I've been away though as I said. I've been in Italy, where "the moon hits your eye like a big pizza pie." In fact, I was in Napoli very recently, the place where they say that the pizza is particularly good. Maybe it is. I didn't try any.

Napoli is something else though too. It's been on the international radar quite a bit if I'm not mistaken for its garbage problem. Believe me, if Rome is bad, Napoli is worse. The homeless look more homeless, the streets look dirtier, the buildings look like they're in worse shape. In many ways, it looks like the end of a civilisation, which it might well be. But is this the point? Not quite.

We might think we have it bad in the US. Let me tell you, poverty looks worse here. I've walked though Chicago. I've walked through Milwaukee. I've walked through London. I've walked through Brussels. I've walked through Washington D.C. And now I've walked through Napoli and there's no comparison.

I can't tell you what it's like to walk with 47 students through a city full of grime, filth and poverty and all we're there to do is sketch classical details.

Except here's the thing, attached to the church of San Gregorio dei Armeni is a cloister of nuns who take care of 200 children who are displaced for one reason or another, whether poverty or the crimes of their parents. It's all still there. The Church amazingly still works in this city. Secular our society may be, but hope is definitely still there as long as the church is there, for where the Church is, there is Christ who is the hope of all. Can he magically snap his fingers and make all suffering on earth stop? I believe he could, but not without ending the world. The world is so messed up by selfishness, laziness, and sin in general and so people suffer. Then there's "natural" suffering from disease, not the direct consequence of sin. What is the meaning of this? Why does Christ let this happen to these people? A walk through puddles and wet feet is like nothing in comparison. I have to admit I don't understand it and I don't know what I can do about it.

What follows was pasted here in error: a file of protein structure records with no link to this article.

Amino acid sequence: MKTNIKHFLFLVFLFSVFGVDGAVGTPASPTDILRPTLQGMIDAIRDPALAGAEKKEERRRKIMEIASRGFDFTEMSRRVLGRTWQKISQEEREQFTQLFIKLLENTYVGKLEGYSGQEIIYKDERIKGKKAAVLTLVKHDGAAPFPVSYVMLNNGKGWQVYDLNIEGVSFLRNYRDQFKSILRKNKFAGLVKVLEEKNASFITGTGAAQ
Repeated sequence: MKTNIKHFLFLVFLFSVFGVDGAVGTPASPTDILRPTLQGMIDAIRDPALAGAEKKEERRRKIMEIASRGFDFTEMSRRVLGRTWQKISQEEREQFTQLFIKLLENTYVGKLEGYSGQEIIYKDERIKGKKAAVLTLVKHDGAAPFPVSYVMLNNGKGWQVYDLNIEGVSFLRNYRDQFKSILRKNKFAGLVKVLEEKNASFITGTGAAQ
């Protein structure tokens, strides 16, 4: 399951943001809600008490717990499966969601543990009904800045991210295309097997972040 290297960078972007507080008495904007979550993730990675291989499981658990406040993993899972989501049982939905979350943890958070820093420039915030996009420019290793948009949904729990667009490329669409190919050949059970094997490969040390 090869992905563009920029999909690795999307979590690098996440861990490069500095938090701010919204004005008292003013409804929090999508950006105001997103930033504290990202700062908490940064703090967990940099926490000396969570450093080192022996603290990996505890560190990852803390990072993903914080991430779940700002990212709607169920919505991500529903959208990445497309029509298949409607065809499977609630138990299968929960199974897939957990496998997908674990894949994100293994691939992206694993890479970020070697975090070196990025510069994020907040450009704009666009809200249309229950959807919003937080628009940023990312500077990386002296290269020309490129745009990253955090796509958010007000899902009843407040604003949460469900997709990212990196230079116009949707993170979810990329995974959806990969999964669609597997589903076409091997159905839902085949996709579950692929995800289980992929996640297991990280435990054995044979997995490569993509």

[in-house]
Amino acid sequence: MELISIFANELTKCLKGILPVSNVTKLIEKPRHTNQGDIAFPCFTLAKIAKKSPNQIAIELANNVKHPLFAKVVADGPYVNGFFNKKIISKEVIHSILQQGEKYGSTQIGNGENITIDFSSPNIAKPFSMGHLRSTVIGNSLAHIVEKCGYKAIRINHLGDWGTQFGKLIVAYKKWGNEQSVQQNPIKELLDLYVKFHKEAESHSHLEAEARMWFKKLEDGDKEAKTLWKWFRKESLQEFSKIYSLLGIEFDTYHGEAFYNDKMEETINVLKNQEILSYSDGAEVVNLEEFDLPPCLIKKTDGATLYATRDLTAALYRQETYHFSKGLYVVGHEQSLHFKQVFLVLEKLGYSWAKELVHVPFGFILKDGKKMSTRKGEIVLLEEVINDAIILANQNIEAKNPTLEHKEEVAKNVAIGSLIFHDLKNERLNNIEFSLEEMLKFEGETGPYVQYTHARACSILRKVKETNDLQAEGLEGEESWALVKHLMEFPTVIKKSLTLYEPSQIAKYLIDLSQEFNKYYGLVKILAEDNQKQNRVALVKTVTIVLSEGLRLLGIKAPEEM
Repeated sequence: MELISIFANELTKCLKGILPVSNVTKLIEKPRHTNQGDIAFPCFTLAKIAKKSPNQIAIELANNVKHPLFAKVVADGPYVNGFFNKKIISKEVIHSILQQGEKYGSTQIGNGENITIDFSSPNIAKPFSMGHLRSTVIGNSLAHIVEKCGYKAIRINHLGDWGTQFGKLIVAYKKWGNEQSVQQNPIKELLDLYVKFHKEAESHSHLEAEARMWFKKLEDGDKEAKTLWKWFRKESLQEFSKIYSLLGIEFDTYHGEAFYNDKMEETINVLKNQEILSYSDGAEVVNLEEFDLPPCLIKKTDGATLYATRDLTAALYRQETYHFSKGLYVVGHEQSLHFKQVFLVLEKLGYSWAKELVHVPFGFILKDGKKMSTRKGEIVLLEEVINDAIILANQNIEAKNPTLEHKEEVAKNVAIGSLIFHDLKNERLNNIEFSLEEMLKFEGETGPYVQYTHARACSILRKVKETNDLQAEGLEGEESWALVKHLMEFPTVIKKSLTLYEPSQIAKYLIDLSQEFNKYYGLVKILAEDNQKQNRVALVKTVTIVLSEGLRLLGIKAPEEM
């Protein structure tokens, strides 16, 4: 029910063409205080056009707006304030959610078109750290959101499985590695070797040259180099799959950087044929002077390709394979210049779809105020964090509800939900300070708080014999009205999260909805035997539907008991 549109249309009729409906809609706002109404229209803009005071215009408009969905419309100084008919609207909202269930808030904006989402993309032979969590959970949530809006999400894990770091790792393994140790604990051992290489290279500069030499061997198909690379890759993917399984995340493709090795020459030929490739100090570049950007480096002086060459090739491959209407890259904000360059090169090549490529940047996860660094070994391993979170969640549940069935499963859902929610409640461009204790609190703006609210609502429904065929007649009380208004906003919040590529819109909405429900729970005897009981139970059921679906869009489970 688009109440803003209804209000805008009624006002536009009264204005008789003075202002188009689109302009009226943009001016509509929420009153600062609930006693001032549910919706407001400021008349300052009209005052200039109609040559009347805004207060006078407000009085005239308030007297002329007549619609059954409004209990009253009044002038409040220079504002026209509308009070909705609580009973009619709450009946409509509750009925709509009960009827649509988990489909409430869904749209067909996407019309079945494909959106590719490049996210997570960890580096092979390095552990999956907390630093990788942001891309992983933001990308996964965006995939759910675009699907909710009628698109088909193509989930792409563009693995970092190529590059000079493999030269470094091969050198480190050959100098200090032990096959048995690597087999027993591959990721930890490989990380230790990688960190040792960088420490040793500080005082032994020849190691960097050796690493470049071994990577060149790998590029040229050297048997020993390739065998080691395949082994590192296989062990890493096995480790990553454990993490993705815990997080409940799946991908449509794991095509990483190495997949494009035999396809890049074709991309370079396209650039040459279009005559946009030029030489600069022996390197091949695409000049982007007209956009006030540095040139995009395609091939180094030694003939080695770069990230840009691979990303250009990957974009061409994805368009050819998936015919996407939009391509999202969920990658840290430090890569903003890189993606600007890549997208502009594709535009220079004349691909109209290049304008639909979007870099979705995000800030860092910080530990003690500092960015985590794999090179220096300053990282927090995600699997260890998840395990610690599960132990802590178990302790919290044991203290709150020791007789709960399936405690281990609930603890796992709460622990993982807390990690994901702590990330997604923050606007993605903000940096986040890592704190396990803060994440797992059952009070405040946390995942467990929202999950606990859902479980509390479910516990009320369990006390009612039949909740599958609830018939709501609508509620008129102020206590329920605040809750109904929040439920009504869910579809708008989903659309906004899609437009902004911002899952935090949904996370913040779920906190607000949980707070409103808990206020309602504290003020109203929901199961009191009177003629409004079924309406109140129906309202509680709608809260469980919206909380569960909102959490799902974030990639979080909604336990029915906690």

I certainly would do something if I could.

But here I am, in the land of low key fascism and low key communism, monarchies and republics, the Mob and the mob and throughout all this, the poor and dirty shine through, trying to reflect the Sun as only they can...if only we will see it.

Friday, March 2, 2012

As the sentinels wait for the dawn

I've been getting up at 6.oo every morning to go to the Station Churches. The Station Churches, for those of you who don't know, are a series of churches that the Pope would traditionally visit every day of Lent, saying a Mass at each one. Today, the church was Santi Apostoli (also known as I Dodici Apostoli) and the psalm was one of my favorites:130/129. "Out of the depths have I cried to you oh, Lord!"

One of the lines that always strikes me and struck me even more forcefully today was the line "My soul waits for the Lord/more than sentinels wait for the dawn." I often feel like one of those sentinels, coming to a church early in the morning, waking up nearly at dawn, and awaiting the coming of my God in physical and spiritual communion.

Part of this waiting is looking forward to the coming of the Lord. We want the arrival of the dawn (except when we're in bed) and welcome the light.

Christ is our light, he is our dawn. We have no need of light or lamp or sun because He is our light.